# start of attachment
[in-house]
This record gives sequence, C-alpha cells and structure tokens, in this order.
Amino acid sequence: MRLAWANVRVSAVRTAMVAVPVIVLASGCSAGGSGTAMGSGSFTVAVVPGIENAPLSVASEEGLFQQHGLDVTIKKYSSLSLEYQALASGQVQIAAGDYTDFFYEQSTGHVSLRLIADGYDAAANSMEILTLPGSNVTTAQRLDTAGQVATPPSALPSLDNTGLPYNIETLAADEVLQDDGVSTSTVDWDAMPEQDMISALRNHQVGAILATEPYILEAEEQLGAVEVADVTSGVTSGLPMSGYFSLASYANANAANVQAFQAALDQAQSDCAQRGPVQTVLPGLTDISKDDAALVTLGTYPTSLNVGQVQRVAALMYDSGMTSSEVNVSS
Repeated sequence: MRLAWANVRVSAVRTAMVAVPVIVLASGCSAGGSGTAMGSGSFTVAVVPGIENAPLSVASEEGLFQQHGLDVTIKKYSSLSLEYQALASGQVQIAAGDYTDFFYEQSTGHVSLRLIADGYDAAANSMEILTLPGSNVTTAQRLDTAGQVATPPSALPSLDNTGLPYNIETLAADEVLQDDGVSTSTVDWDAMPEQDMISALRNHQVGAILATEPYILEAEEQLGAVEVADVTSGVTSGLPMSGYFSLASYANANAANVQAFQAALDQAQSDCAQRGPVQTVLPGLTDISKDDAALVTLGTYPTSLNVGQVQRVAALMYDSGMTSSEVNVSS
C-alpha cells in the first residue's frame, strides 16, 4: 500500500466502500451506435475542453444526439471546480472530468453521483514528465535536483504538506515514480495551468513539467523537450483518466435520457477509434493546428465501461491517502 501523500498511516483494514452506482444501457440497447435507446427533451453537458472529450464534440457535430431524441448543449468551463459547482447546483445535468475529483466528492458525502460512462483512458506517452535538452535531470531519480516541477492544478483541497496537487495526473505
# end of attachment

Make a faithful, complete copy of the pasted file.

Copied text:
[in-house]
This record gives sequence, C-alpha cells and structure tokens, in this order.
Amino acid sequence: MRLAWANVRVSAVRTAMVAVPVIVLASGCSAGGSGTAMGSGSFTVAVVPGIENAPLSVASEEGLFQQHGLDVTIKKYSSLSLEYQALASGQVQIAAGDYTDFFYEQSTGHVSLRLIADGYDAAANSMEILTLPGSNVTTAQRLDTAGQVATPPSALPSLDNTGLPYNIETLAADEVLQDDGVSTSTVDWDAMPEQDMISALRNHQVGAILATEPYILEAEEQLGAVEVADVTSGVTSGLPMSGYFSLASYANANAANVQAFQAALDQAQSDCAQRGPVQTVLPGLTDISKDDAALVTLGTYPTSLNVGQVQRVAALMYDSGMTSSEVNVSS
Repeated sequence: MRLAWANVRVSAVRTAMVAVPVIVLASGCSAGGSGTAMGSGSFTVAVVPGIENAPLSVASEEGLFQQHGLDVTIKKYSSLSLEYQALASGQVQIAAGDYTDFFYEQSTGHVSLRLIADGYDAAANSMEILTLPGSNVTTAQRLDTAGQVATPPSALPSLDNTGLPYNIETLAADEVLQDDGVSTSTVDWDAMPEQDMISALRNHQVGAILATEPYILEAEEQLGAVEVADVTSGVTSGLPMSGYFSLASYANANAANVQAFQAALDQAQSDCAQRGPVQTVLPGLTDISKDDAALVTLGTYPTSLNVGQVQRVAALMYDSGMTSSEVNVSS
C-alpha cells in the first residue's frame, strides 16, 4: 500500500466502500451506435475542453444526439471546480472530468453521483514528465535536483504538506515514480495551468513539467523537450483518466435520457477509434493546428465501461491517502 501523500498511516483494514452506482444501457440497447435507446427533451453537458472529450464534440457535430431524441448543449468551463459547482447546483445535468475529483466528492458525502460512462483512458506517452535538452535531470531519480516541477492544478483541497496537487495526473505